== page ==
A nicer ƿay of ƿriting Engliſh

As i’ve detailed on my about page, i have a number of typing quirks when writing English — but there are a number of other changes that i think would look better, but could perhaps harm intelligibility or make me look completely insufferable. This page is for me to explore those possibilities without feeling the need to spread them elsewhere.

I have been quite resistant to adding diæreses to words of Germanic origin — normally i spell it being instead of beïng, for instance — and to adding ligatures to words where there is no contemporary precedent — such as equals instead of æquals — but i have decided to abandon those prætenses here and use them whenever possible! In addition, a more oblique archaïcism that i approve of is spelling the root-final -c as -ck, as in musick, æsthetick, and — if one is so inclined — magick.

Then there is the matter of the long s (ſ), a now-obſolete typographickal variant which i think looks rather fetching. It is uſed at the ſtart and in the middle of words, except under the following circumſtances:

But there are more obſolete glyphs which i think could be quite uſeful! Þorn (Þþ) and eð (Ðð) now ſurvive only in Icelandick and Færoeſe, representing þe two th-ſounds. Uſually þ ſtands for þe “weak” th, like in thought and æther, and ð for þe “ſtrong” th in this and whither, but i perſonally find uſing eð at the beginning of a word to be quite ungainly — and þe Icelanders agree.

Ƿynn (Ƿƿ) replaces þe compound letter w; hƿile ƿe’re at it, ƿe might as ƿell flip wh back over to hƿ, making it truër to its original pronunciation.

Finally, ȝoȝ (Ȝȝ) can replace þe digraph gh.

But ƿe need not ſtop at merely making orþographickal alterations. Þe archaïck (but ſtill recogniſable) pronoun þou ƿas uſeful for diſtinguiſhing betƿeen þe ſingular and plural yous, and from þere it’s eaſy to bring back þe accuſative ye.

Oh — hƿile ƿe’re at it, let’s get rid of gendered pronouns, þe peſky baſtards. By analogy ƿið þou and you, þe logical ſet to uſe is þat coined by Chriſtine M. Elverſon in 1975, of þe ſingular þey ƿið þe þorn chopped off: ey, em, and eir.

And þe once-productive perfective ſuffix -(e)n, hƿich ſhoƿs up in ƿords like trodden, aƿoken, ſlain, and ſo on, can alſo be brouȝt back, in þe final ſtage of þe neƿly-changen tongue.

A ſample of þis reformen Engliſh, taken from Charles Dickens’ A Chriſtmas Carol:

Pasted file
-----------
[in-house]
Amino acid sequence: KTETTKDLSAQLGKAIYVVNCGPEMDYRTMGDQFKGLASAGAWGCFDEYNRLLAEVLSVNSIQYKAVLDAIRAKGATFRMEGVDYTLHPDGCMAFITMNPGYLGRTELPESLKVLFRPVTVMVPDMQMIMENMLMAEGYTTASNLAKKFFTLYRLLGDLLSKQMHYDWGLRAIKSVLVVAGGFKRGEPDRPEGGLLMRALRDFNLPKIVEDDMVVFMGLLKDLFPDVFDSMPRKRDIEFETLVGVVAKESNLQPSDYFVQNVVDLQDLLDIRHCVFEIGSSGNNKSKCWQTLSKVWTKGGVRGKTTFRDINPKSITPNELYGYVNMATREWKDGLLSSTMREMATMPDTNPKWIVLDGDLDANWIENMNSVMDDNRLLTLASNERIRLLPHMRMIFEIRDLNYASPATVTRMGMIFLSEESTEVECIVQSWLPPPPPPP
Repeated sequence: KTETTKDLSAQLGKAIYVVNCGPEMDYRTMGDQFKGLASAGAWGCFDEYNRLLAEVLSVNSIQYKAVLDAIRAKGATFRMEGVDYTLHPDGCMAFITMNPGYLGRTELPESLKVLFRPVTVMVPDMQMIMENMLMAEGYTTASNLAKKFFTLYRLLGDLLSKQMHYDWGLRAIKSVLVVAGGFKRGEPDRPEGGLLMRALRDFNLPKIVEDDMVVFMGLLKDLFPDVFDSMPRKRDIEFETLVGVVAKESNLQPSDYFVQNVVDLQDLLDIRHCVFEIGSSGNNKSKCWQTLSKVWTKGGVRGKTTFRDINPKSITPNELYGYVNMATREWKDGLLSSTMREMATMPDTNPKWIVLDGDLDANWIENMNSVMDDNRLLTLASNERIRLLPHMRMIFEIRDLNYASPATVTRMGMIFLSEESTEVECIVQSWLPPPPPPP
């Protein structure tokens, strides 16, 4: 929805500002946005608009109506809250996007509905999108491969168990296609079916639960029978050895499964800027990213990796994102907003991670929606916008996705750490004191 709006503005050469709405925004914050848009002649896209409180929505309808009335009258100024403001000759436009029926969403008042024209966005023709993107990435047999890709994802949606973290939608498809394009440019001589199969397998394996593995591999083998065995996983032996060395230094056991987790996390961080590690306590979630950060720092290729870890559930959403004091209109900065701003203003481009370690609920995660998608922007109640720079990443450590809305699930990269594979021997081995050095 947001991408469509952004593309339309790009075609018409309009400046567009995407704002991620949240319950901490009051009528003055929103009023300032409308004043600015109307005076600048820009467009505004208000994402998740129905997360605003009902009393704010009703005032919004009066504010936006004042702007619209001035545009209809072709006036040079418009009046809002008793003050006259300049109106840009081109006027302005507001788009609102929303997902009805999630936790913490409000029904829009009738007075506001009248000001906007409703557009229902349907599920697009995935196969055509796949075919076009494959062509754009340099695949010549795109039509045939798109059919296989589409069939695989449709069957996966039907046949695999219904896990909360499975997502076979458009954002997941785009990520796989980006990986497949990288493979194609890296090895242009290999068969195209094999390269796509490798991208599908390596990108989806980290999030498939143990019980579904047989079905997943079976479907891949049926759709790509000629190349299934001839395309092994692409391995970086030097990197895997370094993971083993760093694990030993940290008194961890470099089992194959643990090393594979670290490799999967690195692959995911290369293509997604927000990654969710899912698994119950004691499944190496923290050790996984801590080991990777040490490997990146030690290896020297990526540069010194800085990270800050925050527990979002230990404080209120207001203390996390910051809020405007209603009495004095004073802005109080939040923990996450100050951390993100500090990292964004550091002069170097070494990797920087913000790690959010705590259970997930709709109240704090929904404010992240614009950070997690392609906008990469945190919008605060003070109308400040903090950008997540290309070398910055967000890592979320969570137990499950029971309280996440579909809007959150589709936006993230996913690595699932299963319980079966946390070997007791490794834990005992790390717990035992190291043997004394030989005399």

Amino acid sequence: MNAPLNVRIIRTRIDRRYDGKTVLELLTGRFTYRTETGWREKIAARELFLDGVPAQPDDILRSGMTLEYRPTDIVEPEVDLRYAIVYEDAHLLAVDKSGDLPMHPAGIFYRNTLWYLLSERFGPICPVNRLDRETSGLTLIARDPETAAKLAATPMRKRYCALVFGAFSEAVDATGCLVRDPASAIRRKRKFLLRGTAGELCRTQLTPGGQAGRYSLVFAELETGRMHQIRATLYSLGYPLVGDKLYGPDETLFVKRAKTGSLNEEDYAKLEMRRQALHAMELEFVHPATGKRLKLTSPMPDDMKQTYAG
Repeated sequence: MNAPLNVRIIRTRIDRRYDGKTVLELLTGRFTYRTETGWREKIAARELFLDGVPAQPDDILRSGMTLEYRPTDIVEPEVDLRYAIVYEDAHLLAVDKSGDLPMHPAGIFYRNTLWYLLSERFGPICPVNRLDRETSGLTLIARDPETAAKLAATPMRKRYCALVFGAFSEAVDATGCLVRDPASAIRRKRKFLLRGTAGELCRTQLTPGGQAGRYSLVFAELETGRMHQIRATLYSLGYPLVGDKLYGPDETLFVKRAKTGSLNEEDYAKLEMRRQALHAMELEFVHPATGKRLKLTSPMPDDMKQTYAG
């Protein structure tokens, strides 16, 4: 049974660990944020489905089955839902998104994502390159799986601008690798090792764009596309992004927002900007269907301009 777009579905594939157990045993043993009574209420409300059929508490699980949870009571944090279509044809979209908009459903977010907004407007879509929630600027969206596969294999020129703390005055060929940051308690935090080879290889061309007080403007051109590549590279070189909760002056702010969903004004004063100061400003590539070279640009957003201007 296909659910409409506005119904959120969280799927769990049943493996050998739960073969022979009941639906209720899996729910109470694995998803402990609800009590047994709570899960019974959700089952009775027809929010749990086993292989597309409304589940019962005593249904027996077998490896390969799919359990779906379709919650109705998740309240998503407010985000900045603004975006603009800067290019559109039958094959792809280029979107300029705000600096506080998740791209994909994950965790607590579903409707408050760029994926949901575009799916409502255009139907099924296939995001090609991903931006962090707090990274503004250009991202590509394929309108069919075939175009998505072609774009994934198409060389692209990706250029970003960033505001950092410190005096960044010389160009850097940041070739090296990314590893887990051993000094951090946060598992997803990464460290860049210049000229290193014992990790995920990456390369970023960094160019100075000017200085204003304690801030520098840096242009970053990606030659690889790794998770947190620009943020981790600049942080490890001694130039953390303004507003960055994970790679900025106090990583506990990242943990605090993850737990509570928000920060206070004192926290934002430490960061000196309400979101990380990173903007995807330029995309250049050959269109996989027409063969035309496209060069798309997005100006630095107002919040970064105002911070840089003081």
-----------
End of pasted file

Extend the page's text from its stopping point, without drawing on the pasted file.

Marley ƿas dead: to begin ƿið. Þere is no doubt hƿatever about þat. Þe regiſter of eir burial ƿas ſignen by þe clergyman, þe clerk, þe undertaker, and þe chief mourner. Scrooge ſigned it: and Scrooge’s name ƿas good upon ’Change, for anyþing ey choſe to put eir hand to. Old Marley ƿas as dead as a door-nail.

Mind! I don’t mean to ſay þat i knoƿ, of mine oƿn knoƿledge, hƿat þere is particularly dead about a door-nail. I miȝt have been inclinen, myſelf, to regard a coffin-nail as þe deadeſt piece of ironmongery in þe trade. But þe ƿiſdom of our anceſtors is in þe ſimile; and mine unhalloƿn hands ſhall not diſturb it, or þe Country’s done for. Þou ƿilt þerefore permit me to repeat, emphatickally, þat Marley ƿas as dead as a door-nail.

Scrooge kneƿ ey ƿas dead? Of courſe ey did. Hoƿ could it be oðerƿiſe? Scrooge and ey ƿere partners for i don’t knoƿ hoƿ many years. Scrooge ƿas eir ſole executor, eir ſole adminiſtrator, eir ſole aſsign, eir ſole reſiduary legatee, eir ſole friend and ſole mourner. And even Scrooge ƿas not so dreadfully cut up by þe ſad event, but þat ey ƿas an excellent man of buſineſs on þe very day of þe funeral, and ſolemniſed it ƿið an undoubten bargain.

“Þere are many þings from hƿich i miȝt have derived good, by hƿich i have not profited, i dare ſay," returned þe nepheƿ: "Chriſtmas among þe reſt. But i am ſure i have alƿays þouȝt of Chriſtmas time, hƿen it has come round — apart from þe veneration due to its ſacred name and origin, if anyþing belonging to it can be apart from þat — as a good time: a kind, forgiving, charitable, pleaſant time: þe only time i knoƿ of, in þe long calendar of þe year, hƿen men and ƿomen ſeem by one conſent to open þeir ſhut-up hearts freely, and to þink of people beloƿ þem as if þey really ƿere felloƿ-paſsengers to þe grave, and not anoðer race of creatures bound on oðer journeys. And þerefore, uncle, þouȝ it has never put a ſcrap of gold or ſilver in my pocket, i believe þat it has done me good, and ƿill do me good; and i ſay, God bleſs it!”

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